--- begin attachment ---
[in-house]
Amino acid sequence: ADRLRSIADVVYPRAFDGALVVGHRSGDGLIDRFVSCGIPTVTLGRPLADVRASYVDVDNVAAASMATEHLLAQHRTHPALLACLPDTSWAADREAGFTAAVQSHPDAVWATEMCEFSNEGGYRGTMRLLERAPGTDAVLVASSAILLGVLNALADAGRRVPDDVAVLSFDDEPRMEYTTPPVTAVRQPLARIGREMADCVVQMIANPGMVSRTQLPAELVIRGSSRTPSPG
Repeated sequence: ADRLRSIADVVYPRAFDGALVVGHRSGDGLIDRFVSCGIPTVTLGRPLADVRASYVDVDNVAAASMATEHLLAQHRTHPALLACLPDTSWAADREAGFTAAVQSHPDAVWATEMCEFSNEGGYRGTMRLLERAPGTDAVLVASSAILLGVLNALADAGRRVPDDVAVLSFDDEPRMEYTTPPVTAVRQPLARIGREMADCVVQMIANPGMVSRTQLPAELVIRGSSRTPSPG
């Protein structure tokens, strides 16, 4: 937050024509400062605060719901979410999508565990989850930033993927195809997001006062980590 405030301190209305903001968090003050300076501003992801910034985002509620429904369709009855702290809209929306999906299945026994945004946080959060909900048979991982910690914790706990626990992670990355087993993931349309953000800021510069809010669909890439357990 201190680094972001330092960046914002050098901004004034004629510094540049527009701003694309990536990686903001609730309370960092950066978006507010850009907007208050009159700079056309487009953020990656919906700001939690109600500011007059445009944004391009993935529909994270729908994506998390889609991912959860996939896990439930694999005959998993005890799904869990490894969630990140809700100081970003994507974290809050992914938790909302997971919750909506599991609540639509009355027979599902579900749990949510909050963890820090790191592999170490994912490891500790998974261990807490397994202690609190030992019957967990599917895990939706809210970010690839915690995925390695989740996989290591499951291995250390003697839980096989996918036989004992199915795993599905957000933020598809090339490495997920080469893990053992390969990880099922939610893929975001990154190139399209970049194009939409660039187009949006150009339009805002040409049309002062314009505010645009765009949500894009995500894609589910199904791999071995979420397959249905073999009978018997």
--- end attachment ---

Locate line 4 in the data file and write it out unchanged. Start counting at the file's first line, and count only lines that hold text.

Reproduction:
């Protein structure tokens, strides 16, 4: 937050024509400062605060719901979410999508565990989850930033993927195809997001006062980590 405030301190209305903001968090003050300076501003992801910034985002509620429904369709009855702290809209929306999906299945026994945004946080959060909900048979991982910690914790706990626990992670990355087993993931349309953000800021510069809010669909890439357990 201190680094972001330092960046914002050098901004004034004629510094540049527009701003694309990536990686903001609730309370960092950066978006507010850009907007208050009159700079056309487009953020990656919906700001939690109600500011007059445009944004391009993935529909994270729908994506998390889609991912959860996939896990439930694999005959998993005890799904869990490894969630990140809700100081970003994507974290809050992914938790909302997971919750909506599991609540639509009355027979599902579900749990949510909050963890820090790191592999170490994912490891500790998974261990807490397994202690609190030992019957967990599917895990939706809210970010690839915690995925390695989740996989290591499951291995250390003697839980096989996918036989004992199915795993599905957000933020598809090339490495997920080469893990053992390969990880099922939610893929975001990154190139399209970049194009939409660039187009949006150009339009805002040409049309002062314009505010645009765009949500894009995500894609589910199904791999071995979420397959249905073999009978018997």